For a moment, she forgot who she was.
A hard X through “Schr” corrected her memory, and a long line through the heart of New Jersey now answered to the church.
In the grand finale of season two of HBO’s “Boardwalk Empire,” a story set in Atlantic City during the rise of the mob and Prohibition (I recently got sucked into the Soprano-like brilliance), it looked like Margaret Thompson, new wife of Boardwalk boss man Nucky Thompson, was going to sign a deed, originally Nucky’s, back over to the husband. Then, halfway through her signature, she realized the pen was motioning in the direction of her maiden name (Schroeder). Realizing her mistake, she inked it out and continued under her new name. Then Margaret finished this devious deed of hers and named the local Catholic church the beneficiary of the land. Nucky, celebrating out in a deserted cornfield and under the impression that he was again master of the domain that would soon become a major highway, instead looked like a fool who had mastered the art of humiliation.
I’m sure there is some agriculture that surrounds the roads of South Carolina, which is fitting because lawmakers there are looking like they have been taking too many cob blows to the head.
Rep. Brian White, chairman of South Carolina’s House Ways and Means Committee, is encouraging his troops to support an idea to turn a chunk of roads over to local governments. South Carolina has the fourth-largest state-owned highway system at more than 41,000 miles, and the state, which took command of local routes decades ago, also is the proud owner of a massive funding hole that might not have a bottom. It is estimated that almost $50 billion would be needed to make the necessary road repairs over the next two decades. So far, lawmakers have only been able to come up with $19 billion.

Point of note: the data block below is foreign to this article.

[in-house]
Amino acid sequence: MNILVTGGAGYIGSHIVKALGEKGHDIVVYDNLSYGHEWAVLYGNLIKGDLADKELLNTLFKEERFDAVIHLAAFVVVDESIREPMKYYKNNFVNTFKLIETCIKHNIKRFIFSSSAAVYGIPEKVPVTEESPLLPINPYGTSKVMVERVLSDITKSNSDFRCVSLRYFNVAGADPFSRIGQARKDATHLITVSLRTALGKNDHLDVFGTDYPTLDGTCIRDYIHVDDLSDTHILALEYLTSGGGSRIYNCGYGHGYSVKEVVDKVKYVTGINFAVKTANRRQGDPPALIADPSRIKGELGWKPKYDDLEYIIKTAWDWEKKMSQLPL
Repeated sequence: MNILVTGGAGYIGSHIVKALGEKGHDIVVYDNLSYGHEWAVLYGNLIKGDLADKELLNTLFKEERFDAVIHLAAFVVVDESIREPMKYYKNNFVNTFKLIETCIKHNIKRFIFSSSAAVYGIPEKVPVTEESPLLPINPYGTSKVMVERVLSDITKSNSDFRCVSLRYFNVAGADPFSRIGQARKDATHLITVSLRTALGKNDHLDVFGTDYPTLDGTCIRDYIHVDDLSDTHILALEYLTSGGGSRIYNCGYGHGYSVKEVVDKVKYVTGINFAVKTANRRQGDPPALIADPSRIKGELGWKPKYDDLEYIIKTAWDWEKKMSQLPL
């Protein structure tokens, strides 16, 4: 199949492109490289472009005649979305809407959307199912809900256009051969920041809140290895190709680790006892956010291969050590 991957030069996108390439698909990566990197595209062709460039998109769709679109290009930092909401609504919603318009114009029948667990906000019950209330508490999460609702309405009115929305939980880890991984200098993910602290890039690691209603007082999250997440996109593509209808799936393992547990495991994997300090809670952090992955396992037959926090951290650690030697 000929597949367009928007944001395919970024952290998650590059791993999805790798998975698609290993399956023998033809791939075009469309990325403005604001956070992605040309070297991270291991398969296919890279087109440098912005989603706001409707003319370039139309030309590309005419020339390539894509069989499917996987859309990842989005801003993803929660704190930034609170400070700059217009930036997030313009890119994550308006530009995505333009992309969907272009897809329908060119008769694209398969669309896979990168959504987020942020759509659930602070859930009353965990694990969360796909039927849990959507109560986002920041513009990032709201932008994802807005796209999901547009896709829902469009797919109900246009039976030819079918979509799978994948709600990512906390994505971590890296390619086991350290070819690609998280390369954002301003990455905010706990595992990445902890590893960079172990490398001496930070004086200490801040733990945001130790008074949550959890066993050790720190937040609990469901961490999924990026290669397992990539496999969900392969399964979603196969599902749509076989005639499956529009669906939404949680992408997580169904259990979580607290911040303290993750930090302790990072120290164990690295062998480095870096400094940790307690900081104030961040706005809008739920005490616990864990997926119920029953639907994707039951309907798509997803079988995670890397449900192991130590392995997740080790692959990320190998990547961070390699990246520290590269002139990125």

Instead of trying to implement a sound, progressive funding formula, South Carolina just wants to transfer some of the debt over to small counties and towns in the hopes that these areas can miraculously start harvesting gold to pay for all of the pavement and bridge upgrades. The locals do not seem to be impressed with the government magic that is about to take place.
“Roads are recurring expenses,” said Robert Croom, deputy counsel for the S.C. Association of Counties. “In this instance, you will have a one-time quick fix maybe, depending on how much money [is provided by the state]. But, in five years, the holes will be there again and you won’t have any money to fix them.”
Yes, South Carolina is offering up these roads with a little bit of cash. The amount is not exactly clear—Gov. Nikki Haley tried to move through a similar idea in 2012 and said $75 million would be set aside—and I am certain those in power are not thinking with clear minds.
South Carolina created this problem because the politicians making the moves wanted the biggest crown possible. Now it has picked all the jewels off the headgear of power, spent all the money and now simply does not know what to do. So the little guy will be left sucking wind from this burden of irresponsibility. Lawmakers of the past were the ones who wanted all of the might, and now the lawmakers of the present need to find a better way to fight. A better solution is out there, and I think what South Carolina needs to do is form a financial partnership with the counties and towns where the state would take on at least 60% of the cost. This way you are not strangling your comrades with a piano wire. It should be a marriage, not a divorce. R&B